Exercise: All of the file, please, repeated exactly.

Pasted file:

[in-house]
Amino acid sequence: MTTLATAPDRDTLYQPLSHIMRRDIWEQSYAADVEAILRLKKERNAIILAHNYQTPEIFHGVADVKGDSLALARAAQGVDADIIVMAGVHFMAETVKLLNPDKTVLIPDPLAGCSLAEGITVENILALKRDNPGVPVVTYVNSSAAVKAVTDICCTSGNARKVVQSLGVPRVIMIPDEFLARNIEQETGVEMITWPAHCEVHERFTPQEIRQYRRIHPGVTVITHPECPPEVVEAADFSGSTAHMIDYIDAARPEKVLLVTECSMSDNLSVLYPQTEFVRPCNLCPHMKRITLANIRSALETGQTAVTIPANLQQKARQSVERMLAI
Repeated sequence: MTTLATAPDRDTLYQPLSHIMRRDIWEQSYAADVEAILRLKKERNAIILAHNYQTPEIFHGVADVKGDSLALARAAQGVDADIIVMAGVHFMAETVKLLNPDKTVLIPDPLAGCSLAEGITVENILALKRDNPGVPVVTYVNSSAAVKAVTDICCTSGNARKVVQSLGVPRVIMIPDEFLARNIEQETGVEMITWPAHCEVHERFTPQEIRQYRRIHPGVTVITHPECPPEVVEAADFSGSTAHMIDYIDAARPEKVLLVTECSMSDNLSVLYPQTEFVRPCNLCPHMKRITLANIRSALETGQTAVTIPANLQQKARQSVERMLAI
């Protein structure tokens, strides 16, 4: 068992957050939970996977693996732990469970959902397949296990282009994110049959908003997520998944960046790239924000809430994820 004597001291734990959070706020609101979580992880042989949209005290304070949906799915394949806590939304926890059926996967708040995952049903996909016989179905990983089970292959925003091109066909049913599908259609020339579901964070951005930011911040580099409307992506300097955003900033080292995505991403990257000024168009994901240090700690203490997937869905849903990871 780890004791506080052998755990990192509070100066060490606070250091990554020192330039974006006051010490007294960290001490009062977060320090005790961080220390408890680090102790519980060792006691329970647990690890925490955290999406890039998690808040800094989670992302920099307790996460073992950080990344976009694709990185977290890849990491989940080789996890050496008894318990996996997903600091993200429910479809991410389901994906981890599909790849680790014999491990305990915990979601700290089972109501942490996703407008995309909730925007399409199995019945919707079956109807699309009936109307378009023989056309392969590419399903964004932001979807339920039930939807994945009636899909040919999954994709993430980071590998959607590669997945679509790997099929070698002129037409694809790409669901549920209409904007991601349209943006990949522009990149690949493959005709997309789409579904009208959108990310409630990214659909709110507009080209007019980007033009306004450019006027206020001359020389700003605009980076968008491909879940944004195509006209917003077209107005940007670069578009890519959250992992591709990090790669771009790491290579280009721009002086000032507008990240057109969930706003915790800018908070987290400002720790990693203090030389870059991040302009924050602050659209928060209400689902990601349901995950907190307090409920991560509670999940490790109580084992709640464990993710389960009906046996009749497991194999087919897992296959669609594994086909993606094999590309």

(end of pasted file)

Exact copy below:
[in-house]
Amino acid sequence: MTTLATAPDRDTLYQPLSHIMRRDIWEQSYAADVEAILRLKKERNAIILAHNYQTPEIFHGVADVKGDSLALARAAQGVDADIIVMAGVHFMAETVKLLNPDKTVLIPDPLAGCSLAEGITVENILALKRDNPGVPVVTYVNSSAAVKAVTDICCTSGNARKVVQSLGVPRVIMIPDEFLARNIEQETGVEMITWPAHCEVHERFTPQEIRQYRRIHPGVTVITHPECPPEVVEAADFSGSTAHMIDYIDAARPEKVLLVTECSMSDNLSVLYPQTEFVRPCNLCPHMKRITLANIRSALETGQTAVTIPANLQQKARQSVERMLAI
Repeated sequence: MTTLATAPDRDTLYQPLSHIMRRDIWEQSYAADVEAILRLKKERNAIILAHNYQTPEIFHGVADVKGDSLALARAAQGVDADIIVMAGVHFMAETVKLLNPDKTVLIPDPLAGCSLAEGITVENILALKRDNPGVPVVTYVNSSAAVKAVTDICCTSGNARKVVQSLGVPRVIMIPDEFLARNIEQETGVEMITWPAHCEVHERFTPQEIRQYRRIHPGVTVITHPECPPEVVEAADFSGSTAHMIDYIDAARPEKVLLVTECSMSDNLSVLYPQTEFVRPCNLCPHMKRITLANIRSALETGQTAVTIPANLQQKARQSVERMLAI
């Protein structure tokens, strides 16, 4: 068992957050939970996977693996732990469970959902397949296990282009994110049959908003997520998944960046790239924000809430994820 004597001291734990959070706020609101979580992880042989949209005290304070949906799915394949806590939304926890059926996967708040995952049903996909016989179905990983089970292959925003091109066909049913599908259609020339579901964070951005930011911040580099409307992506300097955003900033080292995505991403990257000024168009994901240090700690203490997937869905849903990871 780890004791506080052998755990990192509070100066060490606070250091990554020192330039974006006051010490007294960290001490009062977060320090005790961080220390408890680090102790519980060792006691329970647990690890925490955290999406890039998690808040800094989670992302920099307790996460073992950080990344976009694709990185977290890849990491989940080789996890050496008894318990996996997903600091993200429910479809991410389901994906981890599909790849680790014999491990305990915990979601700290089972109501942490996703407008995309909730925007399409199995019945919707079956109807699309009936109307378009023989056309392969590419399903964004932001979807339920039930939807994945009636899909040919999954994709993430980071590998959607590669997945679509790997099929070698002129037409694809790409669901549920209409904007991601349209943006990949522009990149690949493959005709997309789409579904009208959108990310409630990214659909709110507009080209007019980007033009306004450019006027206020001359020389700003605009980076968008491909879940944004195509006209917003077209107005940007670069578009890519959250992992591709990090790669771009790491290579280009721009002086000032507008990240057109969930706003915790800018908070987290400002720790990693203090030389870059991040302009924050602050659209928060209400689902990601349901995950907190307090409920991560509670999940490790109580084992709640464990993710389960009906046996009749497991194999087919897992296959669609594994086909993606094999590309």